Attendance Allowance: 6 myths which stop people claiming DWP benefit | Personal Finance | Finance


Pensioners are the most likely group of Britons to be missing out on benefits from the Department for Work and Pensions (DWP), according to Age UK. Attendance Allowance is the most underclaimed DWP benefit and could be worth up to £370 a month.

As inflation hit a 40-year high this week there has never been a more important time to make sure people are claiming all the financial support they are entitled to.

Attendance Allowance is for people who have reached state pension age who have a disability or health condition and is paid by the DWP.

However, there are six common misconceptions which prevent people from claiming this financial help according to the Daily Record.

Another reason why people are put off claiming is because the forms can take a while to complete, but people should be aware they can ask Age UK for help.

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People should apply for Attendance Allowance if they have problems washing, bathing, getting around, eating or taking medication.

When filling out the form they should remember to write about the help they need and don’t expect the person making the decision to know about their condition.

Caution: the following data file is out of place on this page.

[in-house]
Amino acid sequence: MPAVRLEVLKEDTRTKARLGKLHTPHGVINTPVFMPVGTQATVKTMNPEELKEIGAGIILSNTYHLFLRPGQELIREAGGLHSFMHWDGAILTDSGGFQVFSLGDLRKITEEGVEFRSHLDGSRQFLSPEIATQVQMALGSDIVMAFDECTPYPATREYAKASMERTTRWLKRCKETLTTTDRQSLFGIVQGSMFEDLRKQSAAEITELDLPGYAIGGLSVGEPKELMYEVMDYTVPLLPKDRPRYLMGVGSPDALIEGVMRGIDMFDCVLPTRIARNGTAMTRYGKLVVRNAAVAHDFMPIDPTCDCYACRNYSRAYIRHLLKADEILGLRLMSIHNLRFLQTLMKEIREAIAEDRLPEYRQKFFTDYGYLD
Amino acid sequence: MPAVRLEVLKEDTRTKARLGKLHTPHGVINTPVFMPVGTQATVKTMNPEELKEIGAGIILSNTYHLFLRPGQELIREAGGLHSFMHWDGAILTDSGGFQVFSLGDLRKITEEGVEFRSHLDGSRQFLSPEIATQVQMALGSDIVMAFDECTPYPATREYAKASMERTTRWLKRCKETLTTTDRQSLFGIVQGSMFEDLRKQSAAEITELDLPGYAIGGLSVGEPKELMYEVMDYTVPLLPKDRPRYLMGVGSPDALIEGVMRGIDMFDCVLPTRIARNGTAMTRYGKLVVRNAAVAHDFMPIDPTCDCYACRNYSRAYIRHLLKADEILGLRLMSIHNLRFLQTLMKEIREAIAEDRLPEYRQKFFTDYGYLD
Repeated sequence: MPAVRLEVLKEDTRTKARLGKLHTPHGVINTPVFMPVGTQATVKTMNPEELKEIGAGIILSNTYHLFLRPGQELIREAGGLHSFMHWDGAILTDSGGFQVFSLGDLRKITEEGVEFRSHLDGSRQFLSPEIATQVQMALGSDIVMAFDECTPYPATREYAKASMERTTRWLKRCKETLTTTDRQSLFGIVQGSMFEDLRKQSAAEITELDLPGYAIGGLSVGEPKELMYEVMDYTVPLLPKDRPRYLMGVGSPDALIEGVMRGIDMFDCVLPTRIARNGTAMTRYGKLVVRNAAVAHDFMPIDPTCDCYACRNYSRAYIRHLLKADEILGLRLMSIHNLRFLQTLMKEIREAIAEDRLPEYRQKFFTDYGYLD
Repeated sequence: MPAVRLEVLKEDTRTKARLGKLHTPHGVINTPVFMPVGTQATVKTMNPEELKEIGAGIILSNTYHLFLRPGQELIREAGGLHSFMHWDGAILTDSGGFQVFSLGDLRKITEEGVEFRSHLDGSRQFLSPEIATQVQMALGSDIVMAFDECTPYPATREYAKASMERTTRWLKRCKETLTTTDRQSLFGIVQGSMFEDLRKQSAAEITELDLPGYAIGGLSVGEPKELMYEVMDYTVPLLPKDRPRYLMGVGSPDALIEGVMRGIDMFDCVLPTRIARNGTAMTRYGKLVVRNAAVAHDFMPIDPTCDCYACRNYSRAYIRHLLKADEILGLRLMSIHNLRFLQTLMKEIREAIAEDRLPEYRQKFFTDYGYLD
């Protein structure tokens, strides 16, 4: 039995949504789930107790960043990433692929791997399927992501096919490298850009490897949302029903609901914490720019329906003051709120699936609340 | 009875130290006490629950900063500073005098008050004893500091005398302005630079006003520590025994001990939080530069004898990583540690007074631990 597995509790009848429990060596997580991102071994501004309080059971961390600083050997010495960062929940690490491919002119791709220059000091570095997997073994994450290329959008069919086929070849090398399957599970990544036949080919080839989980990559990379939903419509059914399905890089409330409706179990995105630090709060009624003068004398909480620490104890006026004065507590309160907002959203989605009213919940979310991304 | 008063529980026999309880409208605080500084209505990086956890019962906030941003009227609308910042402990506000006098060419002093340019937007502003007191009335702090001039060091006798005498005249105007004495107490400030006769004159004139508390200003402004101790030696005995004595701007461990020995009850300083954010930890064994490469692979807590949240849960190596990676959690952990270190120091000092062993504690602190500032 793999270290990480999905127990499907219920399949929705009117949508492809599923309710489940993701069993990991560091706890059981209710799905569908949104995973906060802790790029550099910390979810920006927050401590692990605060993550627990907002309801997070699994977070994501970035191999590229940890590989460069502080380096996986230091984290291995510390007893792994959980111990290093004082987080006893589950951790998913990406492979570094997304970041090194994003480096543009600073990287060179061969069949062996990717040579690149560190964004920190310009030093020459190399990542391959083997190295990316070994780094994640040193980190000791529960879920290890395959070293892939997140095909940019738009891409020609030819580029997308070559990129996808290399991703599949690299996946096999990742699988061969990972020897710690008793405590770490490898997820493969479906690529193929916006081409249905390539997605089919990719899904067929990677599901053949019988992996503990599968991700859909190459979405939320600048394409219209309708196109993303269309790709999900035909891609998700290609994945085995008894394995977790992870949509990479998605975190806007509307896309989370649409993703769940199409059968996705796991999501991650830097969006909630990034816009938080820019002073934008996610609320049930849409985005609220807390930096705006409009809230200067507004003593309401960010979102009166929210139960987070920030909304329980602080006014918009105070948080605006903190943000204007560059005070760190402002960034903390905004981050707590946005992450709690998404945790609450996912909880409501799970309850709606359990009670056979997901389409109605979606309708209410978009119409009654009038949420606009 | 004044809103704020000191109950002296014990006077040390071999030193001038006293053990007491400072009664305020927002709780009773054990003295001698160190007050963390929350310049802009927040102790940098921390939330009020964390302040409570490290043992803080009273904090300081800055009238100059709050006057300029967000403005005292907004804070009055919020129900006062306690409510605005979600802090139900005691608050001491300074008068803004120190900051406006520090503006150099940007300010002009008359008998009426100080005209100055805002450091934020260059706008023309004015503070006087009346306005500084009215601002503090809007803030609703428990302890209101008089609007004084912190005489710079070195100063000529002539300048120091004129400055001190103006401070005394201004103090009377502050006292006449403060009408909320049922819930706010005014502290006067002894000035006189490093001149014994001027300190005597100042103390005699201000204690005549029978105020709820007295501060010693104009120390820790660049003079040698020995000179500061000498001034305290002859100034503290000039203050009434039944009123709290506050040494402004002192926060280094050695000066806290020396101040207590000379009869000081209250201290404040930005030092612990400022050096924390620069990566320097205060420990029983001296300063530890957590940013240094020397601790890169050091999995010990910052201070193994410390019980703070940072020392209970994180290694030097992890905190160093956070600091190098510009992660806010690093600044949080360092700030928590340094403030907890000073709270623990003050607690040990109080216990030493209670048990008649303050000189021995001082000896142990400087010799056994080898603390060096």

They should also remember to say how many times help is needed with tasks and explain if they have good and bad days.

Another simple tip is to explain if certain tasks take longer and don’t be afraid to repeat information if it’s relevant to more than one question.

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While pensioners are being encouraged to apply, some readers have been writing into to say the DWP makes it difficult for Britons to claim benefits like Attendance Allowance.

One reader, 66-year-old Eileen Riley said she has worked hard all her life only to be told she isn’t yet eligible.

She said: “I haven’t been able to work since May.

“I got a letter from my consultant, stating a full hip replacement Is what’s needed.

“I’ve always worked, never claimed benefits and I’m pension age yet I can’t claim PIP because I’m 66.

“Something isn’t right – other people like me need this money.”

Attendance Allowance is paid to people who have reached state pension age if they have a disability or health condition, but they must have struggled for at least six months unless they are seriously ill.

Another reader, 77-year-old Lynda said she struggled to apply for Attendance Allowance for her mother.

Her and her husband spent an entire weekend filling out the forms which they say were unnecessarily complicated.

Lynda said: “It brings you down and makes you question ‘is it worth it?’

“I don’t know how an elderly person with no support is expected to fill this in.”

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